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Friday, February 27, 2009

The end of the Audiobook argument

Just a quick one, as a follow-up to http://journal.neilgaiman.com/2009/02/quick-argument-summary.html and http://journal.neilgaiman.com/2009/02/zoom-zzzzoom.html.

Right.

1) go and read Wil Wheaton's post http://wilwheaton.typepad.com/wwdnbackup/2009/02/wil-wheaton-vs-text-2-speech.html

2) Listen, actually listen to Wil and "Alex" reading at http://wilwheaton.typepad.com/files/wil_wheaton_vs_text_2_speech.mp3

3) Now imagine a world in which someone sits with a novel on the screen and carefully codes every character and tone of voice, every emotion. Imagine the time involved, and the effort involved in making something that, no matter how good it ever gets, will not be as good as a person reading it. This isn't teaching a computer to play chess. 

An audio book, read by someone who's good at it, is an audio book, an experience that's different to, sometimes complementary to, the words on the page. A computer reading to you is a computer reading to you. And at the point where they can read books to us as well as we can read them aloud to each other, we will have other things to worry about.

As I said first time out, and this is speaking as someone who loves audiobooks, records his own audiobooks, makes a not-insignificant portion of his income from audiobooks and has even won awards for bloody audiobooks... To repeat myself -- I think any money that could be spent on legal bills trying to stop people listening to books (or to anything still in copyright) using the text-to-speech functions on their computers, iPhones, Kindles, Androids etc, would be infinitely better used to promote audiobooks, to tell people there are fine audiobooks out in the world, that there are great books and great readers, and that the experience of listening to a book is a wonderful one. Promote the Audie awards. Get the word out.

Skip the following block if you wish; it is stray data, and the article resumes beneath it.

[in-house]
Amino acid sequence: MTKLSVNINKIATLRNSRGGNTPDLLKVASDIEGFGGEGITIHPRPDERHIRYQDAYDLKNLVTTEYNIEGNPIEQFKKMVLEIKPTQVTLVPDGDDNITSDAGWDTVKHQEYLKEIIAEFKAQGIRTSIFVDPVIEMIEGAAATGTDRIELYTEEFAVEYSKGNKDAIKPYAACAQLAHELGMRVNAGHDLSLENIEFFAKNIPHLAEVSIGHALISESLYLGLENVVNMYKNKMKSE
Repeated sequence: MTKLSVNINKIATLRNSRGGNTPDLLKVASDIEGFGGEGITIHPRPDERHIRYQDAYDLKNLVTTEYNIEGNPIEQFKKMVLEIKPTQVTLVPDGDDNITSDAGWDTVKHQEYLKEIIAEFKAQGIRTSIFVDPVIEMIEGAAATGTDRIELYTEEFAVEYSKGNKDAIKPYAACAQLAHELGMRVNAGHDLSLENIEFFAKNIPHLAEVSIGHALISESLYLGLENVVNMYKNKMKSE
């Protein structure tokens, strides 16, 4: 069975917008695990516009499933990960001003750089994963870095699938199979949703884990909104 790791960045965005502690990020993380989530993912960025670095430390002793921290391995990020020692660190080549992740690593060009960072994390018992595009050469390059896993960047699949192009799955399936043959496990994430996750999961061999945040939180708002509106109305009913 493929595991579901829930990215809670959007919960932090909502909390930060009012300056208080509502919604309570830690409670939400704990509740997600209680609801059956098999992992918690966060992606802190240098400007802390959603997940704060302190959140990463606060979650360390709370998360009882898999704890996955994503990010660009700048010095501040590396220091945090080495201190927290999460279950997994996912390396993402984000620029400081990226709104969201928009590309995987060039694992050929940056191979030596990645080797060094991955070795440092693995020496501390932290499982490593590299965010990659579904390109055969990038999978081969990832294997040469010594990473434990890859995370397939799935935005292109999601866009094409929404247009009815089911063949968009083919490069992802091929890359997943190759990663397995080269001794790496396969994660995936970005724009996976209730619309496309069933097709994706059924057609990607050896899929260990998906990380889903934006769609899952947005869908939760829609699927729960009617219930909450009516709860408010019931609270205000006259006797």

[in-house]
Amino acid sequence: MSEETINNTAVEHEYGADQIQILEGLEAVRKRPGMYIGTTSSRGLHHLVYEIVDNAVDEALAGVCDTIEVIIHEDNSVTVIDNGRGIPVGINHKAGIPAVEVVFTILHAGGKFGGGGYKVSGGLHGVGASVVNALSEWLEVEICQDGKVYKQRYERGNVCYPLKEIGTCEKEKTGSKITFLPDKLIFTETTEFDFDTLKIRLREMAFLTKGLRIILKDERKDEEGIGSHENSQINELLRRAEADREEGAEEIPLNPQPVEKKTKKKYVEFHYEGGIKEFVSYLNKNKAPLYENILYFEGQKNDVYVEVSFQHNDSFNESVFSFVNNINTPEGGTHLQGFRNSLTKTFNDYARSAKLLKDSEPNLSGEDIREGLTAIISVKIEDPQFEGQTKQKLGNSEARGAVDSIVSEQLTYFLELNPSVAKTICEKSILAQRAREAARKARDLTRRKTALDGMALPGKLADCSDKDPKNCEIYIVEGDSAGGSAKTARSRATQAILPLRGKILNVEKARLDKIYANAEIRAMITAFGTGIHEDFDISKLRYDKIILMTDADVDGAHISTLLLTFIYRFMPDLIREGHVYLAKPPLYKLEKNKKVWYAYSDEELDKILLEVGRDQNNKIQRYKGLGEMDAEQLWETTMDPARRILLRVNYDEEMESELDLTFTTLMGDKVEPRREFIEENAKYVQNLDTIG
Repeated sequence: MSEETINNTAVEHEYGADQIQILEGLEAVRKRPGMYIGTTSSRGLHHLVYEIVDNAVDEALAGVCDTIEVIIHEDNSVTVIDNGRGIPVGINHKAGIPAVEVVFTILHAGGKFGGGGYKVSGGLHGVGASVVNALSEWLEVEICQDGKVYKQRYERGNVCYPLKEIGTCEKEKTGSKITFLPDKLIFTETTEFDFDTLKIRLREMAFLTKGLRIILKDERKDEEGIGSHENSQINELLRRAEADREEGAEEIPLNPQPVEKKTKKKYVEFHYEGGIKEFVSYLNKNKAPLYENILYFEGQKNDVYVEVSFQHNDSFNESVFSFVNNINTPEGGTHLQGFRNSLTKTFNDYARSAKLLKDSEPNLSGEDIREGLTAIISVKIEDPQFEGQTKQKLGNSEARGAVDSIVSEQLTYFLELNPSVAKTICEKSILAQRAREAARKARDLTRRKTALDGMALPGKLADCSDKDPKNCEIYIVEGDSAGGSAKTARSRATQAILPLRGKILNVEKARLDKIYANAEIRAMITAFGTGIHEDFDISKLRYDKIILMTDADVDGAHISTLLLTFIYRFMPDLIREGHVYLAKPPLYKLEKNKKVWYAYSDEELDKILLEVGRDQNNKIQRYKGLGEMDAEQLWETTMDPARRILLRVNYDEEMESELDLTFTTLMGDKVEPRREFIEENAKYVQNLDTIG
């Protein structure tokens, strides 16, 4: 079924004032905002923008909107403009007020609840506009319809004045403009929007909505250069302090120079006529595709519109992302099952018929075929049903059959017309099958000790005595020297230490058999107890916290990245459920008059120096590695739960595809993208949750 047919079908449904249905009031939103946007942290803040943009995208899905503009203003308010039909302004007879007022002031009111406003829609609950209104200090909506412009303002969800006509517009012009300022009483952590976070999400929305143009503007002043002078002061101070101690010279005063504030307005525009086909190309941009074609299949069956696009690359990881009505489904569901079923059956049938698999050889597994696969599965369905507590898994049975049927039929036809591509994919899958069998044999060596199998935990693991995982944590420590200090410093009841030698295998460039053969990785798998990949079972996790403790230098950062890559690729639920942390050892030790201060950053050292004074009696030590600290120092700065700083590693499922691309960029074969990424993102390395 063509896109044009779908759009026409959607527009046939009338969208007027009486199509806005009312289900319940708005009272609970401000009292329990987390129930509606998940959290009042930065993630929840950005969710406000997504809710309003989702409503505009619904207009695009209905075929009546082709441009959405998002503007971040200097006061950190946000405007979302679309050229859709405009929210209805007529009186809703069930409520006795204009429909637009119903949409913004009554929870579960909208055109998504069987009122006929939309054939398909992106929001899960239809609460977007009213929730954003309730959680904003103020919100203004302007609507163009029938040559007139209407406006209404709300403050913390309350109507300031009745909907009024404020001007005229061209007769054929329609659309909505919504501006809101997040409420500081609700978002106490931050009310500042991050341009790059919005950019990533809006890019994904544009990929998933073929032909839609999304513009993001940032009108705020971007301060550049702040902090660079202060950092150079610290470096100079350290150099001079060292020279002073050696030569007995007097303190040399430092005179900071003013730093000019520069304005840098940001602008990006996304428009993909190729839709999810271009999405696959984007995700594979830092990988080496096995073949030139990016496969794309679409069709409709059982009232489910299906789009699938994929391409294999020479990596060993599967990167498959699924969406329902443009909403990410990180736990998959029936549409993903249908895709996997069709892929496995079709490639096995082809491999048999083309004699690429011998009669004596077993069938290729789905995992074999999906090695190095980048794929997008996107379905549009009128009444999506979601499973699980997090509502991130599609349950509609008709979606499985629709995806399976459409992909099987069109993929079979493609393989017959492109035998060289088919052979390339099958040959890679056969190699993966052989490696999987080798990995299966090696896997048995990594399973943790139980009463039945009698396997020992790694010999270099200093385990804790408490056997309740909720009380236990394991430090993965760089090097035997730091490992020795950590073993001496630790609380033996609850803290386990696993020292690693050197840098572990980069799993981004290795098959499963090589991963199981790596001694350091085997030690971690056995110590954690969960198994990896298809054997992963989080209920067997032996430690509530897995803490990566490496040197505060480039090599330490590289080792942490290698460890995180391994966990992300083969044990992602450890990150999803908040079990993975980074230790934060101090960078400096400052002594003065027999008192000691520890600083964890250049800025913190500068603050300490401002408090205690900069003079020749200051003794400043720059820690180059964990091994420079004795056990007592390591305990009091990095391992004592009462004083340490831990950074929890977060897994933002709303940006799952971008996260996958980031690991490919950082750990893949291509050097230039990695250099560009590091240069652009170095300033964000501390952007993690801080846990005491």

(I tell people that my preferred edition of Anansi Boys is the Lenny Henry audio book, and I mean it. Hmm. Currently for sale at 80% off from Amazon.)

Here's a widget that plays the first chapter of The Graveyard Book.



And here's the first chapter of Stardust.

The opening few minutes of Coraline (beginning with Stephin Merritt's You Are Not My Mother And I Want To Go Home song). Lenny Henry's wonderful opening for Anansi Boys.



(Changing the subject completely, a reminder -- we're heading towards the last day for Clarion applications, Clarion and Clarion West, and here's a fine collection of links to the various SF writers workshops and boot camps.) (And one day earlier comes the deadline for Hugo nominations,)

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